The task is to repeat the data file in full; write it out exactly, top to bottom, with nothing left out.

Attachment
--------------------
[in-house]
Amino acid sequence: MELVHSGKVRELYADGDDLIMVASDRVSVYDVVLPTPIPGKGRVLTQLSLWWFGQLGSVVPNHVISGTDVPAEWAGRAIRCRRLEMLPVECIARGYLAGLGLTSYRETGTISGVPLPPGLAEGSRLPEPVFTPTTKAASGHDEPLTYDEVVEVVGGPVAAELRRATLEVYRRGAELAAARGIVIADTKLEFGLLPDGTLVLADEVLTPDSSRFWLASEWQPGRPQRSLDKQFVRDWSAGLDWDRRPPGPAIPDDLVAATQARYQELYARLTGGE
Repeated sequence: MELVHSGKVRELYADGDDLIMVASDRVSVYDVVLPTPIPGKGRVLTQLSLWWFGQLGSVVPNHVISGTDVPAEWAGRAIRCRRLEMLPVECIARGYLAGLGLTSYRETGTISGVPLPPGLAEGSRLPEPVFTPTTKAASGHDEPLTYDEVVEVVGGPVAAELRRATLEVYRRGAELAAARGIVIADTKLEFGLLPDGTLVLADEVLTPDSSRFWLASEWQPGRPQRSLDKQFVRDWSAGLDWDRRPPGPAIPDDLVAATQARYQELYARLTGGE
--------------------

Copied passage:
[in-house]
Amino acid sequence: MELVHSGKVRELYADGDDLIMVASDRVSVYDVVLPTPIPGKGRVLTQLSLWWFGQLGSVVPNHVISGTDVPAEWAGRAIRCRRLEMLPVECIARGYLAGLGLTSYRETGTISGVPLPPGLAEGSRLPEPVFTPTTKAASGHDEPLTYDEVVEVVGGPVAAELRRATLEVYRRGAELAAARGIVIADTKLEFGLLPDGTLVLADEVLTPDSSRFWLASEWQPGRPQRSLDKQFVRDWSAGLDWDRRPPGPAIPDDLVAATQARYQELYARLTGGE
Repeated sequence: MELVHSGKVRELYADGDDLIMVASDRVSVYDVVLPTPIPGKGRVLTQLSLWWFGQLGSVVPNHVISGTDVPAEWAGRAIRCRRLEMLPVECIARGYLAGLGLTSYRETGTISGVPLPPGLAEGSRLPEPVFTPTTKAASGHDEPLTYDEVVEVVGGPVAAELRRATLEVYRRGAELAAARGIVIADTKLEFGLLPDGTLVLADEVLTPDSSRFWLASEWQPGRPQRSLDKQFVRDWSAGLDWDRRPPGPAIPDDLVAATQARYQELYARLTGGE